Loss of society — limitation of awards finally?
George Andrews v Greater Glasgow Health Board  CSOH 31
The sums likely to be awarded for loss of society claims are difficult to predict for both pursuers and defenders. There has been an inflation of value over time and a wide divergence between awards made by juries and the judiciary. This recent decision mirrors the more restrictive judicial approach outlined in the relatively recent case of Manson v Henry Robb Ltd  CSOH 126.
Section 4(3)(b) of the Damages (Scotland) Act 2011 allows relatives of a deceased person to make a claim for damages in respect of:
- distress and anxiety endured by the relative in contemplation of the suffering of the deceased before their death,
- grief and sorrow of the relative caused by the deceased's death,
- the loss of such non-patrimonial benefit as the relative might have been expected to derive from the deceased's society and guidance if they had not died."
These are often referred to as loss of society claims.
The court may make an award in respect of the above that it “thinks just” which implies a wide discretion. However, the case law to date has shown a wide divergence in amounts awarded by juries compared with the judiciary, with juries being inclined to award larger sums including the largest award of civil damages in Scottish legal history in the case of Anderson & Others v Brig Brae Garage Ltd  [H.S. At W. 2015, 21(3),6].
In an attempt to remedy the inconsistency of awards Lord President Hamilton in 2012 recommended that juries be given judicial guidance as to the level of award whilst the judiciary was also provided with guidance recommending that they have more regard to the level of damages being awarded by juries.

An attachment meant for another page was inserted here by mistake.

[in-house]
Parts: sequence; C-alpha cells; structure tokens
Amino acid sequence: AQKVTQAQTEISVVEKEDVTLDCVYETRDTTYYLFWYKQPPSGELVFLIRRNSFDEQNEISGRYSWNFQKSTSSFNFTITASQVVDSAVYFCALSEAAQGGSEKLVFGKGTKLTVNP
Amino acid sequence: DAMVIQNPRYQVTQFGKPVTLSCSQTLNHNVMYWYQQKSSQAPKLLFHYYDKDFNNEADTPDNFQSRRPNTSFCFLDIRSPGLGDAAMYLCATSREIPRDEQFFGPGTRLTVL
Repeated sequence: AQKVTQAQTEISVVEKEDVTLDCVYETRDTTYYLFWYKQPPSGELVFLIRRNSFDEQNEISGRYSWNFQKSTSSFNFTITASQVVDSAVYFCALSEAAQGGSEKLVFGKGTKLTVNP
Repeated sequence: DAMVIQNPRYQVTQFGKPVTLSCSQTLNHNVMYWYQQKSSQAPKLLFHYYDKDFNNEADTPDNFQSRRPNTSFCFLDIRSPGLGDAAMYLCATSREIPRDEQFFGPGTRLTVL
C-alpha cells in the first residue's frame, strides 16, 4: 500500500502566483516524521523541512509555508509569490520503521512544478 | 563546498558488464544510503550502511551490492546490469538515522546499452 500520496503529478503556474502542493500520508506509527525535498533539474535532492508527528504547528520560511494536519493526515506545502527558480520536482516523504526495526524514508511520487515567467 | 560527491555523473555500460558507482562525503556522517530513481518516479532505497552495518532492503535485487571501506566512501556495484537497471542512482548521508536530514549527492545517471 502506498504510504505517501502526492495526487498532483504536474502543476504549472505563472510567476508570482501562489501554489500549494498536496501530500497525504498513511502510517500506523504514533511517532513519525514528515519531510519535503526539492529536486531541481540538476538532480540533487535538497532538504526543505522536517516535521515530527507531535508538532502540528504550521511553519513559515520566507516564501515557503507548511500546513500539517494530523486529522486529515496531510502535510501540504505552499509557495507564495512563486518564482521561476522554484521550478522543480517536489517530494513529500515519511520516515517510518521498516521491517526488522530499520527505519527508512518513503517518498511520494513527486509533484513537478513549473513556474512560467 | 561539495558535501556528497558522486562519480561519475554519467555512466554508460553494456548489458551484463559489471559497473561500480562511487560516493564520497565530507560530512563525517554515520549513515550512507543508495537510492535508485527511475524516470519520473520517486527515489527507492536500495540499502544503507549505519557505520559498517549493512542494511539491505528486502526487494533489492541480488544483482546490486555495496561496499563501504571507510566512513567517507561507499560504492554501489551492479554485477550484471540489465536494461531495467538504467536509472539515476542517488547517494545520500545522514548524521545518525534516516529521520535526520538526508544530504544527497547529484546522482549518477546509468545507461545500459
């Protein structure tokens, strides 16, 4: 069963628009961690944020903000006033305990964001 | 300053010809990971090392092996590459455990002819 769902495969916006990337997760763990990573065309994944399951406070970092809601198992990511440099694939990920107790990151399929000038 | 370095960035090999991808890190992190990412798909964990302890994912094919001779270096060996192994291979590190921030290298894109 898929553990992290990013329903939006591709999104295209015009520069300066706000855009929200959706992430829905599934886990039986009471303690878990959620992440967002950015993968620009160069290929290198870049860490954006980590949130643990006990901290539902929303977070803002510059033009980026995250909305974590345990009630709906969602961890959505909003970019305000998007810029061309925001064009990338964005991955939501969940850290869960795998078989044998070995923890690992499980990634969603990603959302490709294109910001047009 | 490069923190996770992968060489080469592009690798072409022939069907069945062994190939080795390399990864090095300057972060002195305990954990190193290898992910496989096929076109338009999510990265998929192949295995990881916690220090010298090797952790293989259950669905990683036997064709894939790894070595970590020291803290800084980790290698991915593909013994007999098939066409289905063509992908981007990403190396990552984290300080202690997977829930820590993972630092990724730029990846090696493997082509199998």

The subsequent case law has been decidedly mixed as to the level of award but an upward trend can be discerned. As the subsequent Anderson case showed, the guidance of the Lord President did not preclude juries from making high awards and the judicial guidelines also allowed judges to make higher awards. The general trend towards higher awards continued post-Anderson until Manson in 2017. In that case, a 79-year-old widow received £75,000. This was awarded by a judge rather than a jury and was significantly less than in previous cases.
A factor for assessment of loss of society awards is the particular and unique features of the relationship of the pursuer and the deceased. This will lead to increases and decreases in the amounts awarded especially when juries assess the level of damage. In Manson, the family was particularly close with adult children still living at home at the time of the deceased’s passing. However, the judge also looked closely at the age of the deceased and his life expectancy as well as the age of the pursuers. The relatively poor medical history of the deceased and his limited life expectancy as well the age of his widow and children appear to have driven down the level of damages. This decision appeared at odds with the awards made since the Lord President introduced his guidelines.
The court’s decision
In Andrews v Greater Glasgow Health Board the pursuer was the partner of the deceased. The deceased had passed away as a result of medical negligence and Lord Pentland found that the loss had been incurred pursuant to s. 4(3)(b). Having regard to recent decisions including Manson and taking into account the deceased’s life expectancy of 7.5 years, as well as the pursuer’s evidence, £75,000 was awarded.
The decision appears to be closely following the decision in Manson in that, although the nature of the relationship with the deceased remained very important, the life expectancy and medical history issues were also crucial factors in the award.
Conclusions and implications
This decision may indicate a judicial determination to take a more critical approach to the assessment of loss of society damages and to treat medical history and age as relevant factors in making a just award. Defenders and their insurers will be tempted to welcome the dawn of an era of potential limitation of awards but it should be remembered that the body of cases outlining the new approach is thin, previous cases in this area have failed to set a definitive precedent and that pursuers may seek to escape judicial assessment by opting for jury trials.